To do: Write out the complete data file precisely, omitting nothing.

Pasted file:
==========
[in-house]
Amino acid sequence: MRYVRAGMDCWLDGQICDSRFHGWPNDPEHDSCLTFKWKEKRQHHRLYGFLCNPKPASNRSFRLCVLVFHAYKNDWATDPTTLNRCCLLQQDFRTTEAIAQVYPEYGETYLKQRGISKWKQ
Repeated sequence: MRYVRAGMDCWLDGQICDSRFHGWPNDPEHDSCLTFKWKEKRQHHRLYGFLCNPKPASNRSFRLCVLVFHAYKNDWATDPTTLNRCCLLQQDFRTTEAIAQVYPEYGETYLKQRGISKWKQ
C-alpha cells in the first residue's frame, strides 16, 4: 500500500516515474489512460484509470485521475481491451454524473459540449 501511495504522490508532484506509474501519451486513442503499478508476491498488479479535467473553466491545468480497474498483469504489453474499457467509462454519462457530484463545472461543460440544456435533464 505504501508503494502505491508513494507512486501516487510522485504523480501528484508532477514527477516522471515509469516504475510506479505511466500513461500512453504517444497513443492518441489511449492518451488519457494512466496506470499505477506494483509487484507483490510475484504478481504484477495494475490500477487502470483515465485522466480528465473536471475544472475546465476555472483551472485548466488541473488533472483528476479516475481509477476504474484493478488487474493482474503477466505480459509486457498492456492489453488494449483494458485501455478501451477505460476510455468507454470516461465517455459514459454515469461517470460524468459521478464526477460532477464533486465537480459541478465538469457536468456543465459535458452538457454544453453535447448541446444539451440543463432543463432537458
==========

[in-house]
Amino acid sequence: MRYVRAGMDCWLDGQICDSRFHGWPNDPEHDSCLTFKWKEKRQHHRLYGFLCNPKPASNRSFRLCVLVFHAYKNDWATDPTTLNRCCLLQQDFRTTEAIAQVYPEYGETYLKQRGISKWKQ
Repeated sequence: MRYVRAGMDCWLDGQICDSRFHGWPNDPEHDSCLTFKWKEKRQHHRLYGFLCNPKPASNRSFRLCVLVFHAYKNDWATDPTTLNRCCLLQQDFRTTEAIAQVYPEYGETYLKQRGISKWKQ
C-alpha cells in the first residue's frame, strides 16, 4: 500500500516515474489512460484509470485521475481491451454524473459540449 501511495504522490508532484506509474501519451486513442503499478508476491498488479479535467473553466491545468480497474498483469504489453474499457467509462454519462457530484463545472461543460440544456435533464 505504501508503494502505491508513494507512486501516487510522485504523480501528484508532477514527477516522471515509469516504475510506479505511466500513461500512453504517444497513443492518441489511449492518451488519457494512466496506470499505477506494483509487484507483490510475484504478481504484477495494475490500477487502470483515465485522466480528465473536471475544472475546465476555472483551472485548466488541473488533472483528476479516475481509477476504474484493478488487474493482474503477466505480459509486457498492456492489453488494449483494458485501455478501451477505460476510455468507454470516461465517455459514459454515469461517470460524468459521478464526477460532477464533486465537480459541478465538469457536468456543465459535458452538457454544453453535447448541446444539451440543463432543463432537458